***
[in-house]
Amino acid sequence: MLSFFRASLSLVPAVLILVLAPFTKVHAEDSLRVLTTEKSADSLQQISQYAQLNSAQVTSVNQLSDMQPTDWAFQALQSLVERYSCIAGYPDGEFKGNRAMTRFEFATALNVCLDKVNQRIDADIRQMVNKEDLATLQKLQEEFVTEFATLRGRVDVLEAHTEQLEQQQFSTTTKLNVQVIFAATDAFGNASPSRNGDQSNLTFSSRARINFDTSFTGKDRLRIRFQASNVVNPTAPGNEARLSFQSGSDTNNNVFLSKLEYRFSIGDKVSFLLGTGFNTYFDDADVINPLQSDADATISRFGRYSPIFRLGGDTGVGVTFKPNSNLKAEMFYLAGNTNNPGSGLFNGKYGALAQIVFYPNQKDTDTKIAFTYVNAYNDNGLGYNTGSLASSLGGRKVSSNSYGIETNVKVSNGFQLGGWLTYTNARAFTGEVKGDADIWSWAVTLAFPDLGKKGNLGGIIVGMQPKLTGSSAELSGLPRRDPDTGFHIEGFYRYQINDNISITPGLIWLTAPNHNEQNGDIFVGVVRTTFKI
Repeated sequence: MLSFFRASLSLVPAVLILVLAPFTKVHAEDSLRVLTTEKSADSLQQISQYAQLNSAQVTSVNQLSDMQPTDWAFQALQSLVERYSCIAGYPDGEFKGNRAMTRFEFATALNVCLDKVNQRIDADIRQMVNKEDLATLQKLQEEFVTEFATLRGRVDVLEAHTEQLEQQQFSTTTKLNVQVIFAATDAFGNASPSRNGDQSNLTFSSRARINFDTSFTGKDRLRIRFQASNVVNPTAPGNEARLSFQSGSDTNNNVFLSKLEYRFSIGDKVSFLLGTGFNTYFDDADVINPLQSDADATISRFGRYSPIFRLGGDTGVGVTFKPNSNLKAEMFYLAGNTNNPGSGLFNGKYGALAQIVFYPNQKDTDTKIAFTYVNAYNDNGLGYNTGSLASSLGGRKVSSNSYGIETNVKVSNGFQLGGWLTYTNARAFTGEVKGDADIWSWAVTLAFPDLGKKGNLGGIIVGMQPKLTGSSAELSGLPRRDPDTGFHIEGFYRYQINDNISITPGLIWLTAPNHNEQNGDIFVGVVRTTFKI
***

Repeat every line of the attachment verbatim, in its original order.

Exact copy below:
[in-house]
Amino acid sequence: MLSFFRASLSLVPAVLILVLAPFTKVHAEDSLRVLTTEKSADSLQQISQYAQLNSAQVTSVNQLSDMQPTDWAFQALQSLVERYSCIAGYPDGEFKGNRAMTRFEFATALNVCLDKVNQRIDADIRQMVNKEDLATLQKLQEEFVTEFATLRGRVDVLEAHTEQLEQQQFSTTTKLNVQVIFAATDAFGNASPSRNGDQSNLTFSSRARINFDTSFTGKDRLRIRFQASNVVNPTAPGNEARLSFQSGSDTNNNVFLSKLEYRFSIGDKVSFLLGTGFNTYFDDADVINPLQSDADATISRFGRYSPIFRLGGDTGVGVTFKPNSNLKAEMFYLAGNTNNPGSGLFNGKYGALAQIVFYPNQKDTDTKIAFTYVNAYNDNGLGYNTGSLASSLGGRKVSSNSYGIETNVKVSNGFQLGGWLTYTNARAFTGEVKGDADIWSWAVTLAFPDLGKKGNLGGIIVGMQPKLTGSSAELSGLPRRDPDTGFHIEGFYRYQINDNISITPGLIWLTAPNHNEQNGDIFVGVVRTTFKI
Repeated sequence: MLSFFRASLSLVPAVLILVLAPFTKVHAEDSLRVLTTEKSADSLQQISQYAQLNSAQVTSVNQLSDMQPTDWAFQALQSLVERYSCIAGYPDGEFKGNRAMTRFEFATALNVCLDKVNQRIDADIRQMVNKEDLATLQKLQEEFVTEFATLRGRVDVLEAHTEQLEQQQFSTTTKLNVQVIFAATDAFGNASPSRNGDQSNLTFSSRARINFDTSFTGKDRLRIRFQASNVVNPTAPGNEARLSFQSGSDTNNNVFLSKLEYRFSIGDKVSFLLGTGFNTYFDDADVINPLQSDADATISRFGRYSPIFRLGGDTGVGVTFKPNSNLKAEMFYLAGNTNNPGSGLFNGKYGALAQIVFYPNQKDTDTKIAFTYVNAYNDNGLGYNTGSLASSLGGRKVSSNSYGIETNVKVSNGFQLGGWLTYTNARAFTGEVKGDADIWSWAVTLAFPDLGKKGNLGGIIVGMQPKLTGSSAELSGLPRRDPDTGFHIEGFYRYQINDNISITPGLIWLTAPNHNEQNGDIFVGVVRTTFKI